Introducing the Nepali Robot

Of many things we find hard to associate ourselves with, robotics must be one. Nevertheless, winning international competitions, building 3D printers and revamping the education system might change your disposition.

In March of this year, a few Nepali engineering students went to India to participate in the international Autonomous Robotic Challenge [iARC] organized at IIT Kanpur – Techkriti’13, competing with participants from countries like Japan, UAE, Singapore, Thailand, Pakistan, Bangladesh, Sri Lanka and Pakistan. The fact that Nepal participated would already be seen as progress by many. The two participating Nepali teams, Nepal College of Information Technology (NCIT) and Advanced College of Engineering and Management (ACEM) came second and third respectively. “Besides coming second and third, our guys even helped the participants from Dubai to finish their robot,” says Pavitra Gautam, President of Robotics Association of Nepal (RAN).

Before getting the chance to put forward a question, my interviewee Gautam posed one at me instead “What is the first thing that comes to your mind when someone mentions robots?” Not to his surprise, my answer was along the lines of describing metallic humanoids. He tried to justify my limited reply by telling me I wasn’t the first to answer with that. Despite the fact that most people in the country probably haven’t even heard of robots, let alone know the accurate definition of one, such an achievenment by the participants is not just a prize for a few, but also a moment of self actualisation for many.

The two groups were selected from a national level robotics competetion, e-Sewa Yantra GRC Techkriti 2013, organized by RAN. The latter, not-for-profit organization, has been organizing inter-college level engineering workshops, exhibitions and competitions, including Nepal’s first national level robotics competition, Yantra 1.0, since its inception in 2009. Since then RAN has grown from ten colleges to twenty five. In this time, RAN has conducted five national level robotics exhibitions, and conducted trainings for more than a thousand school and college students. “Before RAN came into existence, work in robotics was scattered. Now there is a sense of order, with different people involved in robotics working as part of a community,” says Gautam. Gautam also adds, “being organized has also helped us go beyond Kathmandu. Through our workshops we have had the chance to meet individuals working in robotics outside the valley who haven’t had the chance to formalize their skills. RAN has made it possible to provide new opportunities for such individuals.”

As RAN works toward organizing the robotics scene, Karkhana, a for-profit company established in December 2012 and of which Gautam is also Co-founder, is working to create a new batch of robot makers. The company is making robots that help teach maths, science, techonology and engineering to school level students. “I hardly remember most things I was taught back in school. Do you remember Archimedes’ Principle? Most people don’t. But what if we were taught with a miniature boat? That would have had a deeper impression on us,” questions Gautam. Karkhana is involved with several schools to introduce a more participatory form of learning for students. Aside from making learning fun, with robots to work with, these students are going to be better equipped to compete in an increasingly technology-driven world. To show for the capacity of the robots they have for the curriculum, the Educational Robot Karkhana Rover – an all-terrain video capturing robot -which is part of the curriculum, won the local level NASA Space Apps Challenge in April this year.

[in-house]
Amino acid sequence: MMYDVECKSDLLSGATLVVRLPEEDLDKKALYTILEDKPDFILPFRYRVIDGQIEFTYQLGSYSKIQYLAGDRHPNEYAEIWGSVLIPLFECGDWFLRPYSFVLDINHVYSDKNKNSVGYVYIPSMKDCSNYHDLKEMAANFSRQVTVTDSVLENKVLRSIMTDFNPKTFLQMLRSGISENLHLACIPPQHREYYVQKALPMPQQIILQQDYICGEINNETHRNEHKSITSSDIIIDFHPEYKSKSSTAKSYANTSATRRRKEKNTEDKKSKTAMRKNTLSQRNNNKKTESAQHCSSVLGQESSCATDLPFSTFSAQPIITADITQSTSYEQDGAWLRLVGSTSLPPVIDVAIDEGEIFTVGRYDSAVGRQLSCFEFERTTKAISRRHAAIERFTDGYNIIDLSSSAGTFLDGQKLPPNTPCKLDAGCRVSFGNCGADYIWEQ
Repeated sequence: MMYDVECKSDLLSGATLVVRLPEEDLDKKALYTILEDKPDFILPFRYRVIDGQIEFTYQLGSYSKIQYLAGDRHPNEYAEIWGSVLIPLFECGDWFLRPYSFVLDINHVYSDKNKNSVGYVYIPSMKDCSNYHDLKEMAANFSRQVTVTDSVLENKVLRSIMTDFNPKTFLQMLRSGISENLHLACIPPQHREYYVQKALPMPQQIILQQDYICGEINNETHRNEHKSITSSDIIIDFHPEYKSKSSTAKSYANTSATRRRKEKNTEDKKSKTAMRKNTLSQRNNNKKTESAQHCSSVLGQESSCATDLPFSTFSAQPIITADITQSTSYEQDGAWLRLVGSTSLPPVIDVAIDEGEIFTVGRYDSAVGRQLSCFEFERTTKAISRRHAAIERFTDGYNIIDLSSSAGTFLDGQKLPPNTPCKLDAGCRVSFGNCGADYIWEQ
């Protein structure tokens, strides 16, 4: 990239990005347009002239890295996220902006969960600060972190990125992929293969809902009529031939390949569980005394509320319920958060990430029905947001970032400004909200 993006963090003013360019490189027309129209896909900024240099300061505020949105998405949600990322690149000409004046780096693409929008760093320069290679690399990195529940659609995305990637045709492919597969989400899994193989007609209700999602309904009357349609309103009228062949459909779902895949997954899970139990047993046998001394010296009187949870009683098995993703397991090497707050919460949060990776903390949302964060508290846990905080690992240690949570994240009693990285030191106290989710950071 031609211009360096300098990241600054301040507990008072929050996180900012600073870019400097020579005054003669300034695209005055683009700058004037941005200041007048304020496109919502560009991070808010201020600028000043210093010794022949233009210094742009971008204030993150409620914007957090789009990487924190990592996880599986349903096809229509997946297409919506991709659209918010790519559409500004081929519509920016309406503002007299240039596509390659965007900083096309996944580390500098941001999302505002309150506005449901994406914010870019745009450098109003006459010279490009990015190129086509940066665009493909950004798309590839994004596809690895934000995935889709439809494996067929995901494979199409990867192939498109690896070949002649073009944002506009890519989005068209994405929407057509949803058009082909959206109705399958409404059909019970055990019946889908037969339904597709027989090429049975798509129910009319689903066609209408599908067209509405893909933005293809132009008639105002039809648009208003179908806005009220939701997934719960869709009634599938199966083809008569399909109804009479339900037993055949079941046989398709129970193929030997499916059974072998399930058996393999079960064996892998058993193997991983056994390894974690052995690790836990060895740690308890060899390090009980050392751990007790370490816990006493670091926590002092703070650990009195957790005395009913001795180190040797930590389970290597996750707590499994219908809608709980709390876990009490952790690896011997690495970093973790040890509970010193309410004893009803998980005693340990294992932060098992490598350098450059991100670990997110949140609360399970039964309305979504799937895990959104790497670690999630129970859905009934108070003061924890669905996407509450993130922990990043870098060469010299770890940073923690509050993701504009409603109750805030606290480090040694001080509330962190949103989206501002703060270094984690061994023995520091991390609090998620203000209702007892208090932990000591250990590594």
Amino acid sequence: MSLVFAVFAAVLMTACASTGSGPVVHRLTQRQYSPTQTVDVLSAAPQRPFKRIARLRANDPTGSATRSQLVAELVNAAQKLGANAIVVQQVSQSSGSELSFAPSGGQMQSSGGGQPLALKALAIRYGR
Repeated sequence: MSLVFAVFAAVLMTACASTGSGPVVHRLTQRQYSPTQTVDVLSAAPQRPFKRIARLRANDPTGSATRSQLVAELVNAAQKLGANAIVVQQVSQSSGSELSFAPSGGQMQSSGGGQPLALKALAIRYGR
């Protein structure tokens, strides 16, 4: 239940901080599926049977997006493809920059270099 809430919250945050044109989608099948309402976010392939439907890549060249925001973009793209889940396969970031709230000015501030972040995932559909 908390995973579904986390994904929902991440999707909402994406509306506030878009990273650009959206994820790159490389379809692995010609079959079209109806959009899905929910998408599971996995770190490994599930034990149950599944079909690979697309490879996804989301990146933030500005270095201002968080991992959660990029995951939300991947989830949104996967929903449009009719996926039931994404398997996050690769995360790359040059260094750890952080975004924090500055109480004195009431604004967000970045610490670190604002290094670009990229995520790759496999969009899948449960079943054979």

Karkhana’s office in Gyaneswor has more guitars lying on the floor than there are chairs to sit on (they have chakatis). Any concerns you may have will be pacified by the 3D printer they have just built from scratch. Their innovations also include an e-Sewa mobile cash vending machine, automatic timer power strip, solar power monitoring system and ‘Lab in a Bag’ – a solar powered afforadable laptop (in progress), to name a few. As for helping the wider robotics community, they have also set up an online shop to supply electronic components used in robotics at subsidized rates.

As cool as it may all seem, there is a greater sense of purpose that combines all these efforts. From the capacity to transform our daily lives in every small way to transforming the economy by introducing innovation in industrial processes, these efforts lead to the positive change that Nepalis dream about. There is still ground to cover, these efforts need to be supported by a society that rewards innovation. “It’s not just us, there is a lot of work on robotics that is happening here. In TU alone, four hundred electronic projects were done last year. We need these innovations to be recognised and assimilated in the way we do things,” says Gautam. Then perhaps the news of a few Nepalese students winning robotics competetion against the Japanese, Singaporeans and Indians would not surprise us anymore.

Upcoming Yantra 2.0

Karkhana and Robotics Association of Nepal are organizing their third national robotics championship -Yantra 2.0. With Yantra 1.0, they attracted over 100 participants from 20 engineering colleges and 3,000 visitors. With Yantra GRC Techkriti, they came up with two winners, who then came 2nd and 3rd in IIT Kanpur against teams from seven countries. Now with Yantra 2.0, the stakes are even higher and they are putting everything to scale even higher. Yantra 2.0 is going to include participants from a more engineering colleges, including those outside the Kathmandu Valley. And also, it will be drawing teams from schools (class 7-10) and +2 colleges.

For more information and registration, go to www.karkhana.asia

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